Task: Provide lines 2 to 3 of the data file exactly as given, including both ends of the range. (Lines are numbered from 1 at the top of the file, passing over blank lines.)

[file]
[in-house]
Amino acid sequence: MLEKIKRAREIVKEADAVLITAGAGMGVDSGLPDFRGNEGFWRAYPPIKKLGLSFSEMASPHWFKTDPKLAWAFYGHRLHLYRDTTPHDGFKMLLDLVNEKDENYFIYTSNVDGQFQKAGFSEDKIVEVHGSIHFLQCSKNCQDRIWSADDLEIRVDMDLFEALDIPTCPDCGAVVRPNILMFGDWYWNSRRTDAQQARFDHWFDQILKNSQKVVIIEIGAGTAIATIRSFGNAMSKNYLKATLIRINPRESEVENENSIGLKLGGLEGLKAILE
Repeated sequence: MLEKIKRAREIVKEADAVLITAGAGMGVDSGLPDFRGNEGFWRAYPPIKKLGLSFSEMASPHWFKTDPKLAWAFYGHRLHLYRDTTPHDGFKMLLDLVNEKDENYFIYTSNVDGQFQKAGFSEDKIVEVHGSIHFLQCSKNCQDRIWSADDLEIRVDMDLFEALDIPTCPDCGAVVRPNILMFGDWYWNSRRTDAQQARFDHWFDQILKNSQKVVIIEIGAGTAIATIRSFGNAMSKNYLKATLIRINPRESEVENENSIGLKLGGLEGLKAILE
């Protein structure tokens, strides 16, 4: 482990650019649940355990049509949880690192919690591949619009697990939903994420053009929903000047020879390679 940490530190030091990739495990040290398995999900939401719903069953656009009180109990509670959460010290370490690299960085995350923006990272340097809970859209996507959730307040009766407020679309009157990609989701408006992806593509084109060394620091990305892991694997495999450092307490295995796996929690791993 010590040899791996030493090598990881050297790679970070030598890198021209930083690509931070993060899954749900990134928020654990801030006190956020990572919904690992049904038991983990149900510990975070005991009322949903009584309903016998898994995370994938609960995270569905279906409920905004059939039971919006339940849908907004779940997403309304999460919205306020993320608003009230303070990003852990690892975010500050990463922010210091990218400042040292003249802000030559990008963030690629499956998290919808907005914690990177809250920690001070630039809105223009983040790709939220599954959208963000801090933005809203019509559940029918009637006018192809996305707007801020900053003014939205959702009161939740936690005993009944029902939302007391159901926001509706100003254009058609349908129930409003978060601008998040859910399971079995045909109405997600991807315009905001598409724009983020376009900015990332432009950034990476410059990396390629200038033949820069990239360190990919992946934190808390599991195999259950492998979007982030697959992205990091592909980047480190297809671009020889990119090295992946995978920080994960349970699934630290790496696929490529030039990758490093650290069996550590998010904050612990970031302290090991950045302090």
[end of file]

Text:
Amino acid sequence: MLEKIKRAREIVKEADAVLITAGAGMGVDSGLPDFRGNEGFWRAYPPIKKLGLSFSEMASPHWFKTDPKLAWAFYGHRLHLYRDTTPHDGFKMLLDLVNEKDENYFIYTSNVDGQFQKAGFSEDKIVEVHGSIHFLQCSKNCQDRIWSADDLEIRVDMDLFEALDIPTCPDCGAVVRPNILMFGDWYWNSRRTDAQQARFDHWFDQILKNSQKVVIIEIGAGTAIATIRSFGNAMSKNYLKATLIRINPRESEVENENSIGLKLGGLEGLKAILE
Repeated sequence: MLEKIKRAREIVKEADAVLITAGAGMGVDSGLPDFRGNEGFWRAYPPIKKLGLSFSEMASPHWFKTDPKLAWAFYGHRLHLYRDTTPHDGFKMLLDLVNEKDENYFIYTSNVDGQFQKAGFSEDKIVEVHGSIHFLQCSKNCQDRIWSADDLEIRVDMDLFEALDIPTCPDCGAVVRPNILMFGDWYWNSRRTDAQQARFDHWFDQILKNSQKVVIIEIGAGTAIATIRSFGNAMSKNYLKATLIRINPRESEVENENSIGLKLGGLEGLKAILE